VR system robots move furniture for immersive interactions
Researchers at the University of Colorado Boulder have developed VR ‘swarm robots’ that move furniture, corresponding the physical objects in the room to a virtual scene for immersive haptic experiences
The system, called RoomShift, uses modified Roomba Create 2 robots with mechanical scissor lifts that drive beneath furniture to lift, move and place the object to match the virtual scene. The mechanical lifts can extend from 30cm to 100cm to pick up, carry, and place objects such as chairs, tables, and walls.
These ‘robot swarms’ can allow users to interact with the physical objects in the virtual space by sitting, leaning and physically interacting with furniture using their whole body.
Ryo Suzuki, assistant professor in computer science, University of Calgary, wrote: There is a clear need to provide haptic sensations in virtual environments. Recent advances in display and tracking technologies promise immersive experience in virtual reality, but objects seen in VR such as walls and furniture are only visual: the user cannot touch, feel, sit on, or place objects on them. This limits the sense of full immersion in the virtual world.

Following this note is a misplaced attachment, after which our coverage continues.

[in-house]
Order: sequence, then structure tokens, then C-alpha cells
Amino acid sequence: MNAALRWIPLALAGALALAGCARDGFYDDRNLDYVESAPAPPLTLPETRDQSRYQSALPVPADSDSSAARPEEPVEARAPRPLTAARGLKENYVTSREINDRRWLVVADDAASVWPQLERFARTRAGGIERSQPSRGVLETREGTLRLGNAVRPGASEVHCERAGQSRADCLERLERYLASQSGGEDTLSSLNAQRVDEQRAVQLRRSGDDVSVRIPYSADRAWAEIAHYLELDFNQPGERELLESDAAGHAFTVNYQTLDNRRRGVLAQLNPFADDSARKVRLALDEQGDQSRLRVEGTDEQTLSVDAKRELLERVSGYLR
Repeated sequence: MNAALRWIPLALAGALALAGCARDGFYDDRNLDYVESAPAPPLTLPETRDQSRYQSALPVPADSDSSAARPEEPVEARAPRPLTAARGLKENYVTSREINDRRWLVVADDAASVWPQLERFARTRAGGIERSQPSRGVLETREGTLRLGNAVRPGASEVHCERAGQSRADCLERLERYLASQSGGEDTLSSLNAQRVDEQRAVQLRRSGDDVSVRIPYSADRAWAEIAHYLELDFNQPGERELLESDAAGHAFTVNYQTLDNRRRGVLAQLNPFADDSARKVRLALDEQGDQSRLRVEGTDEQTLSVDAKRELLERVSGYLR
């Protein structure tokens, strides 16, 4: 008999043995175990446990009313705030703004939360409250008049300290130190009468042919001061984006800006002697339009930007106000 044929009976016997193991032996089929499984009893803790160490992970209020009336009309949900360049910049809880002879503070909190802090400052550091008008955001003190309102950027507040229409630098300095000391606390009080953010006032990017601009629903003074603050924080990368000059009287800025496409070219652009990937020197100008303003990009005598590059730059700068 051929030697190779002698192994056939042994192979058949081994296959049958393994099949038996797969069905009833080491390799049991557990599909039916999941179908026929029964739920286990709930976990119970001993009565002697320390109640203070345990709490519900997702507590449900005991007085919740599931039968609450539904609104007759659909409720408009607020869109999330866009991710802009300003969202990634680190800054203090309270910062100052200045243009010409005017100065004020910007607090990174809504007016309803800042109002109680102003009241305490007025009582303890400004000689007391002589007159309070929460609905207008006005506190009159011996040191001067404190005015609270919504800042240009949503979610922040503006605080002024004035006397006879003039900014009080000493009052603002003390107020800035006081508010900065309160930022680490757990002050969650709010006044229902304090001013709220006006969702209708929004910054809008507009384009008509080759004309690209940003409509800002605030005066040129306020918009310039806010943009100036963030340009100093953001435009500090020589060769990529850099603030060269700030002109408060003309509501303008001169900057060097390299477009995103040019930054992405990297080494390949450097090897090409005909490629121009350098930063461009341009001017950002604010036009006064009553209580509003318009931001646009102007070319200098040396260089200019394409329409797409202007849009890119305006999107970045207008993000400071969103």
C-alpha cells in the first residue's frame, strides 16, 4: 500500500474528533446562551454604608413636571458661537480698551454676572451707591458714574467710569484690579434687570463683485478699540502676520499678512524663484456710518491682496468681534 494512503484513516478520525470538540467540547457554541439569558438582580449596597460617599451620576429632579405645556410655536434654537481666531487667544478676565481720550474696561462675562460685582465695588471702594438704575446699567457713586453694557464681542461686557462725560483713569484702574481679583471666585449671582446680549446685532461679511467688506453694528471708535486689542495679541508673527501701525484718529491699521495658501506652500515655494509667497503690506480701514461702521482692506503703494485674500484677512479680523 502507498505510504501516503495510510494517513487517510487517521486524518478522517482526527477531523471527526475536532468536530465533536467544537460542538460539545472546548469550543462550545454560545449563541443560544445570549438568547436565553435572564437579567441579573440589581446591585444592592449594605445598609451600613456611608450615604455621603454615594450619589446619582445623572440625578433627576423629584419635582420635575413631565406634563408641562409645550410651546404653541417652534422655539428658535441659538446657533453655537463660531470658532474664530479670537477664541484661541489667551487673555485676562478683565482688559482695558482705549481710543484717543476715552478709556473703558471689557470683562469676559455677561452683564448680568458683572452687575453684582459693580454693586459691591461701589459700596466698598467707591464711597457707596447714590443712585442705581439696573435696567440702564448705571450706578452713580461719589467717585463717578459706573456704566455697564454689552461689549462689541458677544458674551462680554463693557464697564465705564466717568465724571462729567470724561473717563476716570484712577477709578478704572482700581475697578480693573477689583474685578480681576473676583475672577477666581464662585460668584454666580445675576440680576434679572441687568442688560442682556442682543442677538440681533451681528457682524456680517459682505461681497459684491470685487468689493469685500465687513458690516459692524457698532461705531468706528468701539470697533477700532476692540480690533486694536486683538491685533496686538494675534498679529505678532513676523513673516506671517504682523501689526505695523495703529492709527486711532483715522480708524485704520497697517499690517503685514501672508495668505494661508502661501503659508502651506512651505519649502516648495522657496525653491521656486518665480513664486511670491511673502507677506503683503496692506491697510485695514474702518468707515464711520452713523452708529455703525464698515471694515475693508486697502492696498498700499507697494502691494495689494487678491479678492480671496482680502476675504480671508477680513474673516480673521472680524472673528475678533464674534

"To overcome these limitations, various haptic interfaces have been explored. In the previous work, most haptic interfaces focus on finger-tip haptic feedback with actuated controllers or on-body haptic sensations with wearable devices. Through a dynamic haptic environment, users can touch and interact with the whole virtual scene with their bodies --- they can walk, sit on, and lean against objects in the VR environment. Existing approaches for actuated environments, however, are often limited in speed of transformation (e.g., slow transformation with inflatables) and the range of supported interactions (e.g., only walking).”
To control the robots, an optical tracking system comprised of 20 Qualisys Miqus 5 IR cameras are used to track objects, attaching markers to maintain constant relative positions regardless of the height of the scissor lift.
Suzuki identified several applications for the RoomShift technology. Suzuki said: “We specifically focus on architectural application scenarios, such as rendering physical room interiors for virtual real estate tours and collaborative architectural design, two increasingly common application areas for VR. Virtual real estate tours reduce the time and cost compared to on-site viewings, but currently lack the bodily experience of being able to touch surfaces and sit down.
“In architectural design, VR aids the communication between architects and clients, where proposed designs can be experienced, discussed and modified before building them. We are motivated by how RoomShift can enable people with various physical abilities to experience, test and co-design these environments with their bodies. Most of the elements in these applications can be covered with a finite set of furniture and props (e.g., chairs, desks, and walls).”